Was my house built by my ancestor?!


15 June 2020
Yew Tree Farm #StoryOfOurStreet John Titford uncovered clues in the archives that made him realise that his home may have been built by one of his ancestors
John Titford is a Londoner born and bred, but when he bought a house in Derbyshire in the early 1970s he was in for a possible surprise....

I was particularly intrigued to read one of the Family Tree Academy document challenges (set in April 2020, answered in May 2020), which concerned a man named Edward Parkes of the parish of Shirland in Derbyshire, who was buried there in 1783. 

I have a story of my own which features another Edward Parkes, also of Shirland and almost certainly an ancestor of Edward Parkes of the document challenge, whose will was proved in 1683, a hundred years before the burial of the later Edward. 
I have an ancestor called Ebenezer Parkes, born in the 1790s – an ancestor twice over, in the event, as I am descended from one of his daughters and also from one of his sons, a cousin marriage having taken place in later generations. 

My move to Derbyshire for work

I am a Londoner born and bred; having studied and worked at home and abroad for a number of years, I finally settled down as a school teacher and a college lecturer in Derbyshire – a county with which I had no ancestral connexion that I knew of – in the early 1970s. 
So it was that in late 1988 I bought a house named Yew Tree Farm in Hallfieldgate, in the parish of Shirland.

Stumbling on a clue in the archives

A couple of months after I’d moved in, I was giving a lecture at the Society of Genealogists in London; thinking that it was about time I checked the society’s document collection for the surname ‘Parkes’. I did so – and various pieces of paper tumbled out. The first of these was a transcript of a will, donated by a researcher in the early 1900s. Did it relate to my London Parkes ancestors? No, it featured the will, proved at Lichfield in 1683, of a man named Edward Parkes of Hallfieldgate in the parish of Shirland. This was the man who, in 1650, had built the very house I had purchased a few months previously.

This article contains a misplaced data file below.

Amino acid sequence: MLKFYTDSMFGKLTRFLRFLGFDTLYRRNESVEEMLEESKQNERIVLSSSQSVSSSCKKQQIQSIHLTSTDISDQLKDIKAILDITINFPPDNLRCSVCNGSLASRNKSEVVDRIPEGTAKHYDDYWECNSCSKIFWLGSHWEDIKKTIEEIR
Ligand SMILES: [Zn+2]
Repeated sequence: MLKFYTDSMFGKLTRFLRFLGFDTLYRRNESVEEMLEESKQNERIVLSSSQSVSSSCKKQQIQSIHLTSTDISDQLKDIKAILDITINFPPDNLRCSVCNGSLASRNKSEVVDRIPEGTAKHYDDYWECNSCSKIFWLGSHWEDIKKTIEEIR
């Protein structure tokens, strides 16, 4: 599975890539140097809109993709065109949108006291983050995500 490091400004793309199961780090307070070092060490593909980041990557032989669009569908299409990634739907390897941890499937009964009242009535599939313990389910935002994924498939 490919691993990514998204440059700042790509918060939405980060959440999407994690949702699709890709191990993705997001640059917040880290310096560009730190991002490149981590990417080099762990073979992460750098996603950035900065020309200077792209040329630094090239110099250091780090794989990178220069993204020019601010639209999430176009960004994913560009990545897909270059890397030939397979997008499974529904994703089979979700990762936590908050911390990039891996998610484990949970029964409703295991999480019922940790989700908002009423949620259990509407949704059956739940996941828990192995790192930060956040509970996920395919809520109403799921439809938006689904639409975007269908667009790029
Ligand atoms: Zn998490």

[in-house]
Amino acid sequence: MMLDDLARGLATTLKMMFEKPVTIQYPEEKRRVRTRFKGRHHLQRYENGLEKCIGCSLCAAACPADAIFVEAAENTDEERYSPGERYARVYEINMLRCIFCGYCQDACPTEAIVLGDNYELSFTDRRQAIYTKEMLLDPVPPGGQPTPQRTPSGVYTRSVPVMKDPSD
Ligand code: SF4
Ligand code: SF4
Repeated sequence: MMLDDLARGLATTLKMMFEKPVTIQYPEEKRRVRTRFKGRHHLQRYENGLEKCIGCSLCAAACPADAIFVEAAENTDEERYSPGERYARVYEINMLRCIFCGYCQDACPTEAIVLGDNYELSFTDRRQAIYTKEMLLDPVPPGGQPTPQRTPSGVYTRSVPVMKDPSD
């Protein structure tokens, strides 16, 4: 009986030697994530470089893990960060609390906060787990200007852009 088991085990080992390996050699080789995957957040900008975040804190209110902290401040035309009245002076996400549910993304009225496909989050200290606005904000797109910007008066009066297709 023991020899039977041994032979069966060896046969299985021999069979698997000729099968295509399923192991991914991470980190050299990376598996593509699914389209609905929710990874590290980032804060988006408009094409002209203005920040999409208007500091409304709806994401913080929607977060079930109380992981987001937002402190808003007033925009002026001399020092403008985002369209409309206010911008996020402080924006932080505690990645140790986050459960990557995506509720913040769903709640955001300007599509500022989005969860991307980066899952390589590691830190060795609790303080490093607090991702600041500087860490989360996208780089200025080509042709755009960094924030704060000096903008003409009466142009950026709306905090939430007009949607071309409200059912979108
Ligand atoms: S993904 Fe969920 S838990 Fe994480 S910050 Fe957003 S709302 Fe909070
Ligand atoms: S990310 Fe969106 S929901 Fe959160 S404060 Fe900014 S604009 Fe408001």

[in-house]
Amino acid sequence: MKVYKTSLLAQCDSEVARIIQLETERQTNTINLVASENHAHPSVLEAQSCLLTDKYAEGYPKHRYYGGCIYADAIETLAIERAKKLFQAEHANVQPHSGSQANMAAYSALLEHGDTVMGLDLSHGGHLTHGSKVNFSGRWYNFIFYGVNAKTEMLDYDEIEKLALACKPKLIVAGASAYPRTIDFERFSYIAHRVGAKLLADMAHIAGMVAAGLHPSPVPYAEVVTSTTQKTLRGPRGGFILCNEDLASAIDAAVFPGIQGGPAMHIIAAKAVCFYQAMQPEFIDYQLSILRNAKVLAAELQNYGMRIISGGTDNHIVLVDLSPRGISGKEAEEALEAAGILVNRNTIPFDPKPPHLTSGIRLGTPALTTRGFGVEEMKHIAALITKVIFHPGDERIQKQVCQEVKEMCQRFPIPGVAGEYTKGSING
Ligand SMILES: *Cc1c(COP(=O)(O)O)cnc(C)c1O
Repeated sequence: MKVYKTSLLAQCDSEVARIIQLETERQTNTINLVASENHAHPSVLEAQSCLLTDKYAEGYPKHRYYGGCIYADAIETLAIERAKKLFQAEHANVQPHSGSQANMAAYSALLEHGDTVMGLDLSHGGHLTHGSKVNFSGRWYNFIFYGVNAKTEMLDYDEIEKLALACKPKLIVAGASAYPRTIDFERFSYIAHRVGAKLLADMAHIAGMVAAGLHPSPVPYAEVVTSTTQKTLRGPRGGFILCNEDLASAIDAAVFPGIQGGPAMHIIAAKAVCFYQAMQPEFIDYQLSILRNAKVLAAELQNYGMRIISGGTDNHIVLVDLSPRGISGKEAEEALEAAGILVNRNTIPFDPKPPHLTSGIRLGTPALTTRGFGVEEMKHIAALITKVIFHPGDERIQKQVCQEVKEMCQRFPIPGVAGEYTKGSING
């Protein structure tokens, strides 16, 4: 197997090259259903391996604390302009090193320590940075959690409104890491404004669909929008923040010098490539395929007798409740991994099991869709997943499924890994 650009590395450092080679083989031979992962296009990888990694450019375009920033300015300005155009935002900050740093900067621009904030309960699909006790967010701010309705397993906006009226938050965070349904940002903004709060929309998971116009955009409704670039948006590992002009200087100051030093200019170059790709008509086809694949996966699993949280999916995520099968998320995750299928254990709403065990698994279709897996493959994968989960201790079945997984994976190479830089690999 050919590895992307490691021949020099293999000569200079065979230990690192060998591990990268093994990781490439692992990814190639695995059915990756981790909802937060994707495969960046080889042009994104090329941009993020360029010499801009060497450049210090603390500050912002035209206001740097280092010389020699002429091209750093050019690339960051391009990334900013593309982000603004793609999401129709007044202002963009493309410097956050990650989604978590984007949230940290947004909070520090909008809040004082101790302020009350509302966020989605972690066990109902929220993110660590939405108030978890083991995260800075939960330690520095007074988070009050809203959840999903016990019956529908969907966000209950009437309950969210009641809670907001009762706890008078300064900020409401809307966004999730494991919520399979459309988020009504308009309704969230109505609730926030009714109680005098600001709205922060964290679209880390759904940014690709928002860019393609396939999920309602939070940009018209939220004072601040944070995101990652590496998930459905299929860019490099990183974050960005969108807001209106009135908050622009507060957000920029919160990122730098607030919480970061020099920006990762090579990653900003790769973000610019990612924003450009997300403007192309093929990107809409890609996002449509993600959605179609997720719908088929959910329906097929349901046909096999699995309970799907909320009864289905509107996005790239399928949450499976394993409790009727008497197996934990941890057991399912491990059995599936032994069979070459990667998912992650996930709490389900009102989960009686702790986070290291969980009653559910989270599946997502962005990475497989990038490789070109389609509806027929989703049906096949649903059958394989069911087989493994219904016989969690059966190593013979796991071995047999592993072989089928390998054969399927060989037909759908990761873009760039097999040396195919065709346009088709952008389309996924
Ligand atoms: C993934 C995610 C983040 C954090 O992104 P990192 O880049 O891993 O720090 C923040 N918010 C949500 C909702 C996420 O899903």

In a family history world where serendipity and coincidence are so often the order of the day, I was convinced that this took the cake! 
A footnote: the Edward Parkes who lived in Shirland in the 17th century had come originally from further north – from Norton, a Derbyshire parish which some time ago was swallowed up by the great metropolis of Sheffield. And when my ancestor Ebenezer Parkes finally deigned to give a census enumerator his place of birth, it was Sheffield.

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Am I now living in a house built by an ancestor?

2 ways you can you learn more about your street & house history...

1. Explore the Society of Genealogists' online catalogue 

2 Tune into #HouseHistoryHr - 7pm on Thursday evenings on Twitter